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India coronavirus dispatch: Long road to recovery for discharged patients

Schools, colleges are likely to stay shut, to looking at the plight of migrant workers who stayed back in Delhi, to the long road to recovery for discharged patients

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Coronavirus | Coronavirus Vaccine | Lockdown

Sarah Farooqui  |  New Delhi 

India coronavirus dispatch: Long road to recovery for discharged patients
Cipla Ltd and Hetero Drugs have got authorisations for antiviral remdesivir for restricted emergency use

Schools, colleges likely to stay shut, the new medicines for restricted use, and why only science can combat the virus, — a roundup of articles in Indian news publications on how India is dealing with the Covid-19 pandemic.

Expertspeak

Not all Covid-19 patients need antivirals. New drugs for restricted use at physicians’ discretion: Cipla Ltd and Hetero Drugs have got authorisations for antiviral remdesivir for restricted emergency use, and Glenmark Pharmaceuticals, has got an approval for manufacture and marketing antiviral favipiravir. These medicines are likely to be available in the hands of medical professionals who are fighting Covid-19. How do these medicines work? What do we know of them today as opposed to what we knew of them earlier and what they were used for? And how are they likely to help the treatment of Covid-19 patients? Read this interview with Rommel Tickoo, associate director, internal medicine, at Max Healthcare, New Delhi.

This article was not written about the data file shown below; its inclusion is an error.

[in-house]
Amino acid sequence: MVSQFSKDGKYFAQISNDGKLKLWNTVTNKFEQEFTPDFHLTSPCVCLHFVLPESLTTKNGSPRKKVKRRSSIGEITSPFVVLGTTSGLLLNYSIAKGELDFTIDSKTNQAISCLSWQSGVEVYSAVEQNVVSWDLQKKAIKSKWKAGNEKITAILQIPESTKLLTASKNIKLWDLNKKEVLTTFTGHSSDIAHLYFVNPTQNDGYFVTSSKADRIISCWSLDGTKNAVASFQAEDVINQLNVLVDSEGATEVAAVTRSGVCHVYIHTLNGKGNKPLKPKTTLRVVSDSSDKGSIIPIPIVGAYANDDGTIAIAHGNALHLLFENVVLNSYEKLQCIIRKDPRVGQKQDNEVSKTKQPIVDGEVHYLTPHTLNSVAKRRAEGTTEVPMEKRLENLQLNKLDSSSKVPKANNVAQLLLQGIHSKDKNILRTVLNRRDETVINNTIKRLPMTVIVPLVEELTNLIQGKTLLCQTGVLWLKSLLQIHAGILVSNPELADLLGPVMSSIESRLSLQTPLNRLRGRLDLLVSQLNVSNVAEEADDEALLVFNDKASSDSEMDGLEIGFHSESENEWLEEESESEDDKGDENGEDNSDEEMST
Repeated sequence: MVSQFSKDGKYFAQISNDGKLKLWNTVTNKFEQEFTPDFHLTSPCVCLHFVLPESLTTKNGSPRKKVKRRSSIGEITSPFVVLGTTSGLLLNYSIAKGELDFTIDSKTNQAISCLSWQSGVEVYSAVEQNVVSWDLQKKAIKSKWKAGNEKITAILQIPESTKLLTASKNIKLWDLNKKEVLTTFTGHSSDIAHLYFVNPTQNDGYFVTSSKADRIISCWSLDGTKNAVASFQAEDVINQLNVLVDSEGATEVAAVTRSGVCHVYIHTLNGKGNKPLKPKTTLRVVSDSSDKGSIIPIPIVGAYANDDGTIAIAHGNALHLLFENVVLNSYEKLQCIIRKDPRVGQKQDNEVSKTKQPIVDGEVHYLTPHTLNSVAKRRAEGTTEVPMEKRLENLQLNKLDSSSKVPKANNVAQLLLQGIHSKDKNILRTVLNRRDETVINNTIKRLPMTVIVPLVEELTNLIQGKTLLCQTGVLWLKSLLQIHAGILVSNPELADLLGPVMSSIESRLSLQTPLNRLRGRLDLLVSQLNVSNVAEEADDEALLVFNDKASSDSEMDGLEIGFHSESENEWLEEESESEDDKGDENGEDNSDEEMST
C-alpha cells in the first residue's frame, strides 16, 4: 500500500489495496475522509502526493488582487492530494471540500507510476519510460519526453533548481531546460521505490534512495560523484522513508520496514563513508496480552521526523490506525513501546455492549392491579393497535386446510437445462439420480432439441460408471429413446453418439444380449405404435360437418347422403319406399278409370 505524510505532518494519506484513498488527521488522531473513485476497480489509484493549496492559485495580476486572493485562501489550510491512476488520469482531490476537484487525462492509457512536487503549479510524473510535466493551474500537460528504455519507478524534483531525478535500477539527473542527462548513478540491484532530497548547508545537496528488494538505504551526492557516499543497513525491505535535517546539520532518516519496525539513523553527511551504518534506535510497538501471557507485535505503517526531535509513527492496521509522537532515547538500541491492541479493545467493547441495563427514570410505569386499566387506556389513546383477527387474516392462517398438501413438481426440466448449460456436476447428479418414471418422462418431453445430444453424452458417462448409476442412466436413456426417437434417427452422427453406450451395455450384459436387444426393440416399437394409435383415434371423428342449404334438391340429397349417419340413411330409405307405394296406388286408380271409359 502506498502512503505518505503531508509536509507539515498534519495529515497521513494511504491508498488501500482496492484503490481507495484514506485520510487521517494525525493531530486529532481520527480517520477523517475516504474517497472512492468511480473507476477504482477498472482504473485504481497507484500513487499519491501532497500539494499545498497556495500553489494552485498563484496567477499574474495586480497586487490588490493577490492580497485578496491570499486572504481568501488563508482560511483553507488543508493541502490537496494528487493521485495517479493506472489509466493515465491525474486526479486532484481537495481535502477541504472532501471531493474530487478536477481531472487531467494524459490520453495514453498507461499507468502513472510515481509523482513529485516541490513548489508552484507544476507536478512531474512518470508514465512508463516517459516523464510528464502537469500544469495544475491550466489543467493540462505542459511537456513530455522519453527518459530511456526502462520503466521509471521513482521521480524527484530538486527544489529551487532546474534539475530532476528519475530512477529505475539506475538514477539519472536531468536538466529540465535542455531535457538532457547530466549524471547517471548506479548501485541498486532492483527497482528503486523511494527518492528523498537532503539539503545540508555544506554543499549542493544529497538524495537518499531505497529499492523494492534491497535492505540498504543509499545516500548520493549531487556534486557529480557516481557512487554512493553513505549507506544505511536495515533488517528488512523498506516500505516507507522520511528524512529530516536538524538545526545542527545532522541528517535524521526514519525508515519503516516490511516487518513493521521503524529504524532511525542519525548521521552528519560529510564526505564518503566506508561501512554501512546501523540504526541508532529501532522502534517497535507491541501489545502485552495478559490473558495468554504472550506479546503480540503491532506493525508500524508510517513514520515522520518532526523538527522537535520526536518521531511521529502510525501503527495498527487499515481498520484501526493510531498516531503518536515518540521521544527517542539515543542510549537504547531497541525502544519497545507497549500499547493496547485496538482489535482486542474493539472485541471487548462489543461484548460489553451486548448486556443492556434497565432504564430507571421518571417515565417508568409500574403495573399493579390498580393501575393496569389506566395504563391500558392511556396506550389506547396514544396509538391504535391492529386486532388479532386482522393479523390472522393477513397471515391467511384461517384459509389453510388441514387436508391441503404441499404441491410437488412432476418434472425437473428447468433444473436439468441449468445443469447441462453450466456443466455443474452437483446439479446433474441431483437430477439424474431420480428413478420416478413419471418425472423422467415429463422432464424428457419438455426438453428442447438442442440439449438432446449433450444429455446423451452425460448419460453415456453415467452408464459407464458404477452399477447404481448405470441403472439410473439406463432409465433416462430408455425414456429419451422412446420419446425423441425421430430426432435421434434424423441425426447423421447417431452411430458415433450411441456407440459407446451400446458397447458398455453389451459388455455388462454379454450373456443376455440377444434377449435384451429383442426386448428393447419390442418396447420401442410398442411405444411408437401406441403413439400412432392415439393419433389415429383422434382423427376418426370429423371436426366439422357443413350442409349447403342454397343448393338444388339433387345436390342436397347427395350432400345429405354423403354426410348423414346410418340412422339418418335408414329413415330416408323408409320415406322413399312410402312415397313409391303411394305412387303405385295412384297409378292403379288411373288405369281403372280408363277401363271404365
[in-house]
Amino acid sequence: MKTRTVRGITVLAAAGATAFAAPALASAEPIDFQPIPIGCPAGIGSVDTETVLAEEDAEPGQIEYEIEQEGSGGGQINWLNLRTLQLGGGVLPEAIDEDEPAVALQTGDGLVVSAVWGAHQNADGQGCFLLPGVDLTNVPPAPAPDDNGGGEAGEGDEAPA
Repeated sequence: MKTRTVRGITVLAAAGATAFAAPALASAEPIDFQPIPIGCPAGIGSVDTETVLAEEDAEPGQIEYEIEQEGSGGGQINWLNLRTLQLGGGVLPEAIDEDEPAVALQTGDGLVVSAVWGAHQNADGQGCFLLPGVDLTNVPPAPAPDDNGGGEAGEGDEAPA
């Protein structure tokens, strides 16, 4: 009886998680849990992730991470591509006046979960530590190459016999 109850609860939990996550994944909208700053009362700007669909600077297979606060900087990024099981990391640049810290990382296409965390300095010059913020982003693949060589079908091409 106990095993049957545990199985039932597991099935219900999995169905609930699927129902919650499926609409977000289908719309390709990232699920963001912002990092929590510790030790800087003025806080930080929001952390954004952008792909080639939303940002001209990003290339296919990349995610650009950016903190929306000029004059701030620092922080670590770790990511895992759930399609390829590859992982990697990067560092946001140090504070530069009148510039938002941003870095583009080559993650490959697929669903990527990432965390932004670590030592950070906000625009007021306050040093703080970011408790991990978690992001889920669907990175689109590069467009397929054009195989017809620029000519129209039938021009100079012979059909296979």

Managing Covid-19

Schools, colleges likely to stay shut in Unlock 2.0 as govt fears Covid-19 spread in monsoon: Not many guidelines may change in ‘Unlock 2.0’, the second phase of reopening the country after the lockdown, except for the possible resumption of international flights. Schools, colleges and cinema halls are likely to remain closed as there are apprehensions that the monsoon, which has now covered virtually all of India, could aggravate the spread of Covid-19. Read more here

The plight of the migrants who didn't leave Delhi: They had not anticipated that the would continue ahead of the initial 21 days. Also, going back to their village was not a lucrative option as there would be no jobs in the villages either. Some of their money was still stuck with the contractor. In order to ensure that the contractor did not fleece them of their hard-earned money, they had no option but to stay back. The contractor had also assured them that they would get their jobs back, once things came back to their regular course. Read more here

Guwahati explained: Here are the guidelines till July 12: A total will come into force in Assam’s Kamrup Metropolitan district — which includes Guwahati city — from June 28, 7 pm till July 12, 6 pm. The new lockdown guidelines are more stringent than the earlier guidelines. In a press conference on Friday, State Health Minister Himanta Biswa Sarma said this was a “stringent lockdown”, and “almost like a curfew. Read more here

Looking beyond just a testing milestone: As Tamil Nadu notched up its first million Covid-19 tests, the first to reach the milestone in the country, data on the number of tests being done in its different labs — 47 in the government sector and 42 in the private sector — have been made available. Read more here